Father of Four Tasked With Halting Japan's Population DeclineBy
Ex-finance ministry bureaucrat Kato given key cabinet role
Abe aims to support families and help more people work
Prime Minister Shinzo Abe is counting on his new minister for stemming Japan’s population decline to inspire imitators. He’s a father of four.
Katsunobu Kato, a 59-year-old former Finance Ministry official, was appointed Wednesday to a new cabinet post responsible for turning around Japan’s demographic descent. His task: reverse the nation’s sliding birthrate and stem a flow of people leaving the labor force to care for elderly relatives. Japan has the highest percentage of people age 65 or over of all the G-7 nations.
Abe has set some lofty targets. The prime minister last month introduced a goal of boosting the average number of children a woman bears in her lifetime to 1.8 from about 1.4 now. This is part of Abe’s plan to stabilize the population at 100 million in half a century, from the current 127 million.
“The tide is against him,” said Jeff Kingston, director of Asian studies at Temple University Japan. “Marriage rates have gone down, the fertility rate is below replacement level. I don’t think there are many pro-fertility policies the government can introduce that will reverse the trend because of the high cost of raising a kid and the opportunity cost in terms of careers.”
Abe spoke of an impending labor crisis in the world’s third-largest economy when he laid out a new program dubbed Abenomics 2.0 on Sept. 24. He is aiming for 20 percent growth in gross domestic product, and pledged to boost support for families with children, and improve the nation’s social security system.
Failure to buck current trends could see Japan’s working population collapsing by more than 40 percent to 38 million by 2060.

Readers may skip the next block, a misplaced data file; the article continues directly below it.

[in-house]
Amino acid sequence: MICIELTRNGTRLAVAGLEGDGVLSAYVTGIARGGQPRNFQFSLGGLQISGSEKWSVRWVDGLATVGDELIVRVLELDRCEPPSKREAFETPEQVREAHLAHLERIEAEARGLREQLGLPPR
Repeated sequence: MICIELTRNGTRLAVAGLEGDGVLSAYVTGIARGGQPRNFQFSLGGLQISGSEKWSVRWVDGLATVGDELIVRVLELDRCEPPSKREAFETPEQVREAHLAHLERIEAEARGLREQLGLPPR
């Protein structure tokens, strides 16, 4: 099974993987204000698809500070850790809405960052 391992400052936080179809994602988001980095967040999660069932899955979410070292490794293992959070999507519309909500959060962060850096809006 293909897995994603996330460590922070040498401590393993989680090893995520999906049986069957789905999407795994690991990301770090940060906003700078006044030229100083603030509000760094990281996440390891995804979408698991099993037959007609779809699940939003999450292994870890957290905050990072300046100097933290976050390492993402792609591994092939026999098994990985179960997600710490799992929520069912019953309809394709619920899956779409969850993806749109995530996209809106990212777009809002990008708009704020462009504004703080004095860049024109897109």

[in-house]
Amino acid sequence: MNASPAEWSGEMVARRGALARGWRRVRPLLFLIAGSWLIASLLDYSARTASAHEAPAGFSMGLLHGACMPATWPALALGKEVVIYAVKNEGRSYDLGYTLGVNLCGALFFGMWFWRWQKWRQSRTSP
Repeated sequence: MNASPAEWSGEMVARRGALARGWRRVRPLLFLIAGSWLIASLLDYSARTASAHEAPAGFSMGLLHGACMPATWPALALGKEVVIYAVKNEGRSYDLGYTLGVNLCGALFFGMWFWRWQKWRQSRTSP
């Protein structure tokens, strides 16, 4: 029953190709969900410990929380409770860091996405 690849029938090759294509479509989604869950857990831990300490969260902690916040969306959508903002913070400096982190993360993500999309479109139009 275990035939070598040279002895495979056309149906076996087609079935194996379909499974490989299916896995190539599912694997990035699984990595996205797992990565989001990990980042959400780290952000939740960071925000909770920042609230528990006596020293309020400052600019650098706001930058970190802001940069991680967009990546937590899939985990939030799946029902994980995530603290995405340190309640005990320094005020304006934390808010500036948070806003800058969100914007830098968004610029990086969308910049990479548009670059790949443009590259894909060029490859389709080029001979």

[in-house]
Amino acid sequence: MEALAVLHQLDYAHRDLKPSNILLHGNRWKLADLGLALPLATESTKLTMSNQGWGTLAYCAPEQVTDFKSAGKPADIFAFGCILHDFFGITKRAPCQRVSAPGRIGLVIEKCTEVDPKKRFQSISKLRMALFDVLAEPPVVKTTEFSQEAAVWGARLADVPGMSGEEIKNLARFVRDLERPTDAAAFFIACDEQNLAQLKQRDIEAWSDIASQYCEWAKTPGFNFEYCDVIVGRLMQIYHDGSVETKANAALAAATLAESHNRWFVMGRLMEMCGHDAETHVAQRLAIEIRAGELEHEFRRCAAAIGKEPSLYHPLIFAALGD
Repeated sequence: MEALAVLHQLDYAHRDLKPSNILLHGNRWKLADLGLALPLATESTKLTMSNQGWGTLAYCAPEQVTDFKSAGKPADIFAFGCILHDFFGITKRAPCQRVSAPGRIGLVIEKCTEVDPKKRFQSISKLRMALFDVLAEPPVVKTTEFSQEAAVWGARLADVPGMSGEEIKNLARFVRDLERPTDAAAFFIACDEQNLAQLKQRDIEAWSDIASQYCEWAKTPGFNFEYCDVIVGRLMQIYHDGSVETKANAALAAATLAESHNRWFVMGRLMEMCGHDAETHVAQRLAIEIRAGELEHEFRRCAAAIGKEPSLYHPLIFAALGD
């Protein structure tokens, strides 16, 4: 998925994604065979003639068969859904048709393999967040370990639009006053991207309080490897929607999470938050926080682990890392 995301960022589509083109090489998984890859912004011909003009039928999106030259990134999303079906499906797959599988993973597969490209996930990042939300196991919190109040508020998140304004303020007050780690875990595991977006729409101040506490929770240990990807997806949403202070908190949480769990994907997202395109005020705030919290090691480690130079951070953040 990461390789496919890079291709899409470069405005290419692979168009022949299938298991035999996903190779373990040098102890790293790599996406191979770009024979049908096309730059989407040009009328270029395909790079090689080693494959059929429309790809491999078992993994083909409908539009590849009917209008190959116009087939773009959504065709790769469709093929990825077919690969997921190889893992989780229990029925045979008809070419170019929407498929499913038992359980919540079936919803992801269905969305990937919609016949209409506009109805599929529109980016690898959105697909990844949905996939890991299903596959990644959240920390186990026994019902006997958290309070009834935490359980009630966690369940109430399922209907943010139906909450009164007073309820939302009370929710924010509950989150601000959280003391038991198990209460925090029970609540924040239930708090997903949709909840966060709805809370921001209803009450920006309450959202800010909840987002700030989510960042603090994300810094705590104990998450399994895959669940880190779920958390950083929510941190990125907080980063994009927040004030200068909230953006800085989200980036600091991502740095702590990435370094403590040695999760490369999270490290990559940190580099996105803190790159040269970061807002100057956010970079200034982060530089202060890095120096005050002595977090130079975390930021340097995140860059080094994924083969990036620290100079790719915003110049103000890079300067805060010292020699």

“The problem of the low birthrate and the aging population cannot be neglected,” Abe told reporters after Wednesday’s cabinet changes. “We will compile the first package of measures by the end of the year and put it into practice immediately,” he added.
Abe said he picked Kato for the strong leadership skills he showed in overseeing senior appointments to the bureaucracy in his previous job as cabinet personnel bureau chief. After Kato took up that post, the number of women recruited to the career track of the bureaucracy leaped to more than 30 percent for the first time. Kato, whose children are all girls, will be responsible for the portfolios of gender equality and women’s empowerment as well as the population problem.
Acknowledging that many Japanese feel unable to marry or have children for financial reasons, Abe has also vowed to support those seeking fertility treatment, cut waiting lists for childcare to zero, expand the provision of free preschool education and provide support for “three-generation” households, where grandparents can act as babysitters. Such measures have met with little success in Singapore, which faces its own demographic woes.
Japanese who care for elderly relatives are less likely than others to be in paid work, according to a government report in 2012. Abe said last month that a plan must be in place by 2020 to deal with the aging of its postwar baby boom generation.
One policy for bolstering the population recommended by many economists is unlikely to be on Kato’s agenda for the time being: immigration. Abe said last week that efforts to boost the fertility rate and keep women and the elderly in the labor force, should come before considering opening Japan’s doors to more foreigners.
While local governments are providing tens of thousands of new daycare spots each year, they are failing to keep pace with demand, as more women stay in paid work after having children. The number of kids on waiting lists rose to more than 23,000 in April, the first rise in five years, due to a relaxation of application rules.
“Just increasing the number of daycare centers wouldn’t make people have more kids,” said 31-year-old Tomomi Akihama, who spends an hour delivering her two children to separate daycare centers by bicycle in the morning before work. “What we need is an environment that makes it easier.”
That would include providing opportunities to return to work after a career break raising children, the Tokyo resident said. But there’s also a more practical barrier to having more than two kids.
“You couldn’t move them around,” she said. “They wouldn’t fit on the bicycle.”
— With assistance by Maiko Takahashi
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